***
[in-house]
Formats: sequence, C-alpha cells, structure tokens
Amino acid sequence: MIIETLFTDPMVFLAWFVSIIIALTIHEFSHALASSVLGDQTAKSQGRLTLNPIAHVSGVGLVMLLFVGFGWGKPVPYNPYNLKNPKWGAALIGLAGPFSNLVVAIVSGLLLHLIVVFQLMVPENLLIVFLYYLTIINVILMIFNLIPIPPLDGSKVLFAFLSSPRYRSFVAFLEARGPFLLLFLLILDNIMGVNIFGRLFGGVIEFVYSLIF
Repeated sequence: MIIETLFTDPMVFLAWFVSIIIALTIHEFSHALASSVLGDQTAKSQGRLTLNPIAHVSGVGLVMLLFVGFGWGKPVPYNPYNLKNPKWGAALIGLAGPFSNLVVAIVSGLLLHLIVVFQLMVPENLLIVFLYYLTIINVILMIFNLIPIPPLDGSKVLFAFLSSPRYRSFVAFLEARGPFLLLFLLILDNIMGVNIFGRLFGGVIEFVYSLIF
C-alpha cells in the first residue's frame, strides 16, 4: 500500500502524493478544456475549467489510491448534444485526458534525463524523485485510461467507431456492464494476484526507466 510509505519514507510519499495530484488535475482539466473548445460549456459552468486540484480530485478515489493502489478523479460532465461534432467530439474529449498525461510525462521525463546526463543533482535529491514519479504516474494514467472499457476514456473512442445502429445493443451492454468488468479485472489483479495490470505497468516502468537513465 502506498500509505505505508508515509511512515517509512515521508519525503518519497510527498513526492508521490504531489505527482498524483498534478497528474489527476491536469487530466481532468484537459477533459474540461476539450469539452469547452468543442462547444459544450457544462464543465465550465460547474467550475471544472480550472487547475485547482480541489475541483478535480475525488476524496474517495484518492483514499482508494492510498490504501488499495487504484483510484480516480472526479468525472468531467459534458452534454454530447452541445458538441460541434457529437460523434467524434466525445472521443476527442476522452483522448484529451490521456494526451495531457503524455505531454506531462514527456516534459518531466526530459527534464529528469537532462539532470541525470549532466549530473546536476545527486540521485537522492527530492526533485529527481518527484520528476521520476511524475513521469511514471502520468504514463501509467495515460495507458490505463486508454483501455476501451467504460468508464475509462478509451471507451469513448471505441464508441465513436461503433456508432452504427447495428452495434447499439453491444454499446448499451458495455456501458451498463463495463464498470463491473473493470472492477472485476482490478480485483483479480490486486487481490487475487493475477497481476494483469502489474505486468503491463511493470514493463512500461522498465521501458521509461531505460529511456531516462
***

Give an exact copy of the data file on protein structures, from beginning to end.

[in-house]
Formats: sequence, C-alpha cells, structure tokens
Amino acid sequence: MIIETLFTDPMVFLAWFVSIIIALTIHEFSHALASSVLGDQTAKSQGRLTLNPIAHVSGVGLVMLLFVGFGWGKPVPYNPYNLKNPKWGAALIGLAGPFSNLVVAIVSGLLLHLIVVFQLMVPENLLIVFLYYLTIINVILMIFNLIPIPPLDGSKVLFAFLSSPRYRSFVAFLEARGPFLLLFLLILDNIMGVNIFGRLFGGVIEFVYSLIF
Repeated sequence: MIIETLFTDPMVFLAWFVSIIIALTIHEFSHALASSVLGDQTAKSQGRLTLNPIAHVSGVGLVMLLFVGFGWGKPVPYNPYNLKNPKWGAALIGLAGPFSNLVVAIVSGLLLHLIVVFQLMVPENLLIVFLYYLTIINVILMIFNLIPIPPLDGSKVLFAFLSSPRYRSFVAFLEARGPFLLLFLLILDNIMGVNIFGRLFGGVIEFVYSLIF
C-alpha cells in the first residue's frame, strides 16, 4: 500500500502524493478544456475549467489510491448534444485526458534525463524523485485510461467507431456492464494476484526507466 510509505519514507510519499495530484488535475482539466473548445460549456459552468486540484480530485478515489493502489478523479460532465461534432467530439474529449498525461510525462521525463546526463543533482535529491514519479504516474494514467472499457476514456473512442445502429445493443451492454468488468479485472489483479495490470505497468516502468537513465 502506498500509505505505508508515509511512515517509512515521508519525503518519497510527498513526492508521490504531489505527482498524483498534478497528474489527476491536469487530466481532468484537459477533459474540461476539450469539452469547452468543442462547444459544450457544462464543465465550465460547474467550475471544472480550472487547475485547482480541489475541483478535480475525488476524496474517495484518492483514499482508494492510498490504501488499495487504484483510484480516480472526479468525472468531467459534458452534454454530447452541445458538441460541434457529437460523434467524434466525445472521443476527442476522452483522448484529451490521456494526451495531457503524455505531454506531462514527456516534459518531466526530459527534464529528469537532462539532470541525470549532466549530473546536476545527486540521485537522492527530492526533485529527481518527484520528476521520476511524475513521469511514471502520468504514463501509467495515460495507458490505463486508454483501455476501451467504460468508464475509462478509451471507451469513448471505441464508441465513436461503433456508432452504427447495428452495434447499439453491444454499446448499451458495455456501458451498463463495463464498470463491473473493470472492477472485476482490478480485483483479480490486486487481490487475487493475477497481476494483469502489474505486468503491463511493470514493463512500461522498465521501458521509461531505460529511456531516462